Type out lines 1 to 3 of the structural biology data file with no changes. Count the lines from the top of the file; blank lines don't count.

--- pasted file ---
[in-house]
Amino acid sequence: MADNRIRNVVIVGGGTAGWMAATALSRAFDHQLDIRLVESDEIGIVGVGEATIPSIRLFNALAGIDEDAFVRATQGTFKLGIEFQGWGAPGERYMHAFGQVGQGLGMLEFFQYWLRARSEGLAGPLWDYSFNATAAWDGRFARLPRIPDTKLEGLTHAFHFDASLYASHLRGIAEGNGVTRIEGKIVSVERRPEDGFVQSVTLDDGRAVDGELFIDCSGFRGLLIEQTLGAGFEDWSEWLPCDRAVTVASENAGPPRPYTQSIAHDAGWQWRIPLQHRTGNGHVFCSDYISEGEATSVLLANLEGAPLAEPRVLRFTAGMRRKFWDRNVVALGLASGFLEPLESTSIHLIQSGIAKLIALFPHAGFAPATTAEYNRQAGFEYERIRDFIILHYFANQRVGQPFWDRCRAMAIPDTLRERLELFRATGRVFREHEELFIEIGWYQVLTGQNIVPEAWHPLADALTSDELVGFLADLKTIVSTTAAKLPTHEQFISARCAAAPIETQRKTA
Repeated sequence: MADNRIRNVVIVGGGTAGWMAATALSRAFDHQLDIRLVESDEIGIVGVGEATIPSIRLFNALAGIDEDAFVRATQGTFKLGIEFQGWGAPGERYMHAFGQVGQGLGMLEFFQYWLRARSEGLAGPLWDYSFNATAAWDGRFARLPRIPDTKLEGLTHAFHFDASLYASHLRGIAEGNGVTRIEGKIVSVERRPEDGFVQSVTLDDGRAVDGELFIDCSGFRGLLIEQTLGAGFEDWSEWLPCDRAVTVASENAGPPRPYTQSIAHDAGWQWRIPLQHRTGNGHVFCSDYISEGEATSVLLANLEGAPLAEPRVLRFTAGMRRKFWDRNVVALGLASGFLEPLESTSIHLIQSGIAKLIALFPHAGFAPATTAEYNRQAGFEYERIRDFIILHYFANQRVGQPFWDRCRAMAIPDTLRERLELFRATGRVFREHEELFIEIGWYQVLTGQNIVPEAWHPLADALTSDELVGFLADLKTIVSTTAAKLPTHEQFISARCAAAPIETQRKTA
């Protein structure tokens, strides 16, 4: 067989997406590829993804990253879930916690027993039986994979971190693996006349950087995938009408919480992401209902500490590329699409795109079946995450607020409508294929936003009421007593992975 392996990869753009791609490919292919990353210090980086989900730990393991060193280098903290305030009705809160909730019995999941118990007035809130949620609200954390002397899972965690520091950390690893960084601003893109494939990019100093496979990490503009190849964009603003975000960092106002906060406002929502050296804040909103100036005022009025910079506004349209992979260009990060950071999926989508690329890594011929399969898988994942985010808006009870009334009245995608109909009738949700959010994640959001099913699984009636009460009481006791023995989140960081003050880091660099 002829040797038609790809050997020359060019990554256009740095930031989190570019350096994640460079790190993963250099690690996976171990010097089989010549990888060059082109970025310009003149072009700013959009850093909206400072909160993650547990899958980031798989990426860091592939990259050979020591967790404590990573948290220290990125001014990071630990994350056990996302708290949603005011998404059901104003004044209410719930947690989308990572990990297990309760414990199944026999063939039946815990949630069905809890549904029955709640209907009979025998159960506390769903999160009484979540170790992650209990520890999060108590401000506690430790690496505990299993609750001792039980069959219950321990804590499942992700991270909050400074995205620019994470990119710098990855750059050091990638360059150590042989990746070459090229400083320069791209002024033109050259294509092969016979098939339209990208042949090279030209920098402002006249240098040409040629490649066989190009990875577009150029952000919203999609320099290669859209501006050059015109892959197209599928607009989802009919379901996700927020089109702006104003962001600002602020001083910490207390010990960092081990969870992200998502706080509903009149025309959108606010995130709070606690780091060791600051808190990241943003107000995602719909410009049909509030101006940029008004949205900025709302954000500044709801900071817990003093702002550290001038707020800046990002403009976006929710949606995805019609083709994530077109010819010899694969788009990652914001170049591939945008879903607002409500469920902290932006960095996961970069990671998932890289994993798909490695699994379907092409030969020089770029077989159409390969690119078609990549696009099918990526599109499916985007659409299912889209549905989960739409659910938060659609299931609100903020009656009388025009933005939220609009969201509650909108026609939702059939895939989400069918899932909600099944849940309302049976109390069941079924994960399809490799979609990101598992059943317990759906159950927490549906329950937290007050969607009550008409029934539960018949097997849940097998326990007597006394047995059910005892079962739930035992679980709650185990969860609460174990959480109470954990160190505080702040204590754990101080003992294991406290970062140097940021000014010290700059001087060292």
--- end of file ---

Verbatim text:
[in-house]
Amino acid sequence: MADNRIRNVVIVGGGTAGWMAATALSRAFDHQLDIRLVESDEIGIVGVGEATIPSIRLFNALAGIDEDAFVRATQGTFKLGIEFQGWGAPGERYMHAFGQVGQGLGMLEFFQYWLRARSEGLAGPLWDYSFNATAAWDGRFARLPRIPDTKLEGLTHAFHFDASLYASHLRGIAEGNGVTRIEGKIVSVERRPEDGFVQSVTLDDGRAVDGELFIDCSGFRGLLIEQTLGAGFEDWSEWLPCDRAVTVASENAGPPRPYTQSIAHDAGWQWRIPLQHRTGNGHVFCSDYISEGEATSVLLANLEGAPLAEPRVLRFTAGMRRKFWDRNVVALGLASGFLEPLESTSIHLIQSGIAKLIALFPHAGFAPATTAEYNRQAGFEYERIRDFIILHYFANQRVGQPFWDRCRAMAIPDTLRERLELFRATGRVFREHEELFIEIGWYQVLTGQNIVPEAWHPLADALTSDELVGFLADLKTIVSTTAAKLPTHEQFISARCAAAPIETQRKTA
Repeated sequence: MADNRIRNVVIVGGGTAGWMAATALSRAFDHQLDIRLVESDEIGIVGVGEATIPSIRLFNALAGIDEDAFVRATQGTFKLGIEFQGWGAPGERYMHAFGQVGQGLGMLEFFQYWLRARSEGLAGPLWDYSFNATAAWDGRFARLPRIPDTKLEGLTHAFHFDASLYASHLRGIAEGNGVTRIEGKIVSVERRPEDGFVQSVTLDDGRAVDGELFIDCSGFRGLLIEQTLGAGFEDWSEWLPCDRAVTVASENAGPPRPYTQSIAHDAGWQWRIPLQHRTGNGHVFCSDYISEGEATSVLLANLEGAPLAEPRVLRFTAGMRRKFWDRNVVALGLASGFLEPLESTSIHLIQSGIAKLIALFPHAGFAPATTAEYNRQAGFEYERIRDFIILHYFANQRVGQPFWDRCRAMAIPDTLRERLELFRATGRVFREHEELFIEIGWYQVLTGQNIVPEAWHPLADALTSDELVGFLADLKTIVSTTAAKLPTHEQFISARCAAAPIETQRKTA